Postgresql - Split one big and often updated table into two for performance



  • Im about to make a decision on the shape of solution database. Thing im considering, and which is problematic to find clear answer with google is -

    Lets assume i have 1 big relation for my web application and analogical java object (JPA Hibernate is used for mapping). This is main relation, which consists of over 20 columns, and is heavily updated, but i can tell right now its only 5 columns, that are updated over and over, and i can tell they are all small datatypes(ints). Im thinking if extracting this 5 often updated values to separate table, and specifying one-to-one relation between them, would bring me any performance improvement? What i would like to achieve by implementing it this way is that only smaller table would be updated so often. It would require join on every query, but the load sent back and forth would be much much smaller. I will appreciate any advice. Hope i the question is clear enough.

    Thnx in advance.



  • Since the smaller part of the table is "updated over and over", and the larger part of the table is not, and SELECT "will not be sent so often as updates", your idea is solid.

    Of course this is anecdotal information, not hard numbers to calculate with. The resulting overall performance depends on the complete picture.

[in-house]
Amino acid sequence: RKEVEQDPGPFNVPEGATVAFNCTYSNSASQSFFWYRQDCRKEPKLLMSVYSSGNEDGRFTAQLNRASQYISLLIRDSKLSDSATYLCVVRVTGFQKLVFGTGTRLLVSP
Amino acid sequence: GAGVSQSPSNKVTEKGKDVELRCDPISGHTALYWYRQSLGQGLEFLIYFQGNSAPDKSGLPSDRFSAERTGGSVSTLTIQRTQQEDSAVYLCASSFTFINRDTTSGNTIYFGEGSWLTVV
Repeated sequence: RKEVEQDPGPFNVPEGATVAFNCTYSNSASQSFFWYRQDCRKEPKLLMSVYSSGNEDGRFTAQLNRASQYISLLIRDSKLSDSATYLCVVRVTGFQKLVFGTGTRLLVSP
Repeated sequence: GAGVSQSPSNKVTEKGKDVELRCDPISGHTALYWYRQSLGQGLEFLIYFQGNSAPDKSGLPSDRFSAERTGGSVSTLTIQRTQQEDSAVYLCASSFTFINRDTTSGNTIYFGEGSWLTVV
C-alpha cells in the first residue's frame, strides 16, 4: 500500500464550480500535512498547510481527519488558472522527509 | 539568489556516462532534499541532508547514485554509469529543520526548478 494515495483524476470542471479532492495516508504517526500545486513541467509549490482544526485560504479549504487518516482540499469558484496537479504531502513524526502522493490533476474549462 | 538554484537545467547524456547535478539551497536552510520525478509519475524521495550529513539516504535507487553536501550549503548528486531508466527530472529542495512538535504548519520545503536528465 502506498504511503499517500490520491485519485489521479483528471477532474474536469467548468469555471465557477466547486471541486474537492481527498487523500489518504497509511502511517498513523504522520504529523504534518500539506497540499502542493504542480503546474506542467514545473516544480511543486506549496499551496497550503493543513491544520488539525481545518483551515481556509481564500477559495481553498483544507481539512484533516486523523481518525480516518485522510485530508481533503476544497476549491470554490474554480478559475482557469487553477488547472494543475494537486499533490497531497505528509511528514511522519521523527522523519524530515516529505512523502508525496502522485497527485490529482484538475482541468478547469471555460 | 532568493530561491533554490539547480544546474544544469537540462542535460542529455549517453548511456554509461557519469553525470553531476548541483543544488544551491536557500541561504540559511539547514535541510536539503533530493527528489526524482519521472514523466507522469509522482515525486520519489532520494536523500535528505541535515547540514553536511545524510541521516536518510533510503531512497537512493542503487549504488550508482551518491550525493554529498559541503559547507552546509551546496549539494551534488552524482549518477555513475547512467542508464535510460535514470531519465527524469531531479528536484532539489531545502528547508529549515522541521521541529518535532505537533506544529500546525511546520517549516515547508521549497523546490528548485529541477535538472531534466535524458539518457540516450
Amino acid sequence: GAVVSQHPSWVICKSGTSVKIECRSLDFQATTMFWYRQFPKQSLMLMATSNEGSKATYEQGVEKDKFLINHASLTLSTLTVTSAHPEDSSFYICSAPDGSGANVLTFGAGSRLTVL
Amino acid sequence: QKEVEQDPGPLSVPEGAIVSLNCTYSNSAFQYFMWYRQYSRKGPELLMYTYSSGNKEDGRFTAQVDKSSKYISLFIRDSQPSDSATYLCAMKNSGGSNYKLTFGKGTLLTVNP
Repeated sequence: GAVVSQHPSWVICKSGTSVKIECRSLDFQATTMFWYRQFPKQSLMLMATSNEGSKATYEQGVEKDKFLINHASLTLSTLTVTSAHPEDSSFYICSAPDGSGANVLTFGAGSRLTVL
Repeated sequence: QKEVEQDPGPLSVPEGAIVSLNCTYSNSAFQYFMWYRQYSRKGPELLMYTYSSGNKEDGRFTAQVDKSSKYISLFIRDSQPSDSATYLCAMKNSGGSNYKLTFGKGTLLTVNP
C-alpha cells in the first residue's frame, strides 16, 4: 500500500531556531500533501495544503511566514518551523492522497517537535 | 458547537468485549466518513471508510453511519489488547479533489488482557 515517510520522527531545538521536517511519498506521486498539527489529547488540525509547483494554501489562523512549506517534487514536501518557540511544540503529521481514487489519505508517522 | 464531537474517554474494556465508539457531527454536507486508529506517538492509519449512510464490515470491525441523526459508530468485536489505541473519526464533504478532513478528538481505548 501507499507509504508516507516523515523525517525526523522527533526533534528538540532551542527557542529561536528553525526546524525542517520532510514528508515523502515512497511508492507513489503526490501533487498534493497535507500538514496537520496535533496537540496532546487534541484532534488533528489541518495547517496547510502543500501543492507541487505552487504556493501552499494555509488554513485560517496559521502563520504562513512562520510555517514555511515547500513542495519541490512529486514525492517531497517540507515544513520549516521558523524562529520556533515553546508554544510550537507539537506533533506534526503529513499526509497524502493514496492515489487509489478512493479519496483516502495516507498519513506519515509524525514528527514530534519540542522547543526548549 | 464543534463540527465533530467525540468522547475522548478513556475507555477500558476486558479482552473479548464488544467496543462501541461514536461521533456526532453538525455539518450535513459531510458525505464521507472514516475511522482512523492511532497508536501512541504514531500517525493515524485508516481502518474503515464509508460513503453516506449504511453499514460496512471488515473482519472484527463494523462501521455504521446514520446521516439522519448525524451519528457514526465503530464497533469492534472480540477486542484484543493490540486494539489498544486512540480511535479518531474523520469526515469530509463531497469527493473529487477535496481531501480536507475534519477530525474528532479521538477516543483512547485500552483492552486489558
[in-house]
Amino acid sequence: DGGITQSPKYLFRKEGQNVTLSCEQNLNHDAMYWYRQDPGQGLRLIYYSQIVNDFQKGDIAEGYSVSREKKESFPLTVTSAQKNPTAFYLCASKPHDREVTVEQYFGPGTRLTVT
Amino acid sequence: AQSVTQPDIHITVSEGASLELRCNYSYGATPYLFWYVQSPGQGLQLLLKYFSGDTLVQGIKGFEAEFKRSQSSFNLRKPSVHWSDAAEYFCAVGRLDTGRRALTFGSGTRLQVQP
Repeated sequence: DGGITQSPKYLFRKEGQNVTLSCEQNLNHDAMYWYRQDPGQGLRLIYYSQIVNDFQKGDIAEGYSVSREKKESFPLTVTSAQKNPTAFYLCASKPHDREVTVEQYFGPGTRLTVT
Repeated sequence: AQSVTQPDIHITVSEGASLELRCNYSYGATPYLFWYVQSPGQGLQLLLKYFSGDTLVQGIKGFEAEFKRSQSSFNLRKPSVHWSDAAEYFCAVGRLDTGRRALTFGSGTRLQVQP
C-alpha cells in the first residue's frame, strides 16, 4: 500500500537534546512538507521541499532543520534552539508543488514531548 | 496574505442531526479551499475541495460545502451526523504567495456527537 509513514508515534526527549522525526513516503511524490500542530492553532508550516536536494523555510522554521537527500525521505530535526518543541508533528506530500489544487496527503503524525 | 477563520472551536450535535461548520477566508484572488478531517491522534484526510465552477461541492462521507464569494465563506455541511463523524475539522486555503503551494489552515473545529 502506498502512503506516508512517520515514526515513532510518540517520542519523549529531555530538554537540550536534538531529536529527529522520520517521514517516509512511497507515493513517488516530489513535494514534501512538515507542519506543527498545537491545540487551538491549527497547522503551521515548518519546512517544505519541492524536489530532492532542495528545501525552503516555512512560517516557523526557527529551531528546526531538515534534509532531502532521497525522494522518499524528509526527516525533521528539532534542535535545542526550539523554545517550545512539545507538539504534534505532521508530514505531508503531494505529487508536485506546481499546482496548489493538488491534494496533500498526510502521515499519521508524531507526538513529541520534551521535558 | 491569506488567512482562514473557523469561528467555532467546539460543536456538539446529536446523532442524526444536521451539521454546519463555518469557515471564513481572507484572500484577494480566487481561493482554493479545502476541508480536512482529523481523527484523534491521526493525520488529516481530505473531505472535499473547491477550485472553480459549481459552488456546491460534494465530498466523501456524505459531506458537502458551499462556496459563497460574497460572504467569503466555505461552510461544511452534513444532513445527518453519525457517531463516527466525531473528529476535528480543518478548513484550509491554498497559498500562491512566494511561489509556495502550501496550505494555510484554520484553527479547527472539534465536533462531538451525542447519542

The main benefit is to involve much fewer data pages in your updates, and to keep table and index bloat at bay. Indexes on the small table will bloat all the same, but indexes on the big table will not be affected by the many updates. So consider aggressive autovacuum setting for the small table. See:

    • https://dba.stackexchange.com/q/21068/3684

    Things to consider:

    • A FILLFACTOR below 100 (like 80?) for the small table (and below 90 for indexes) - depends on access patterns - while keeping default for the big table. See:

      • https://stackoverflow.com/questions/14187192/fillfactor-for-a-sequential-index-that-is-pk/14187367#14187367
    • Create just the right indexes for the small table, as those increase write cost.

    • Create all the right indexes for the big table. Few updates there, so less constraint.

    • It may pay to CLUSTER the big table from time to time. The small table, not so much, as the effect deteriorates with subsequent writes. See:

      • https://stackoverflow.com/questions/13998139/optimize-postgres-query-on-timestamp-range/14007963#14007963
    • Add a FOREIGN KEY constraint, possibly with ON DELETE CASCADE to enforce referential integrity, or use OUTER JOIN if one of the two parts can be missing. All according to actual requirements.

    • You might add a VIEW to merge the two parts for ease of use. That's just a convenience feature, no impact on performance.




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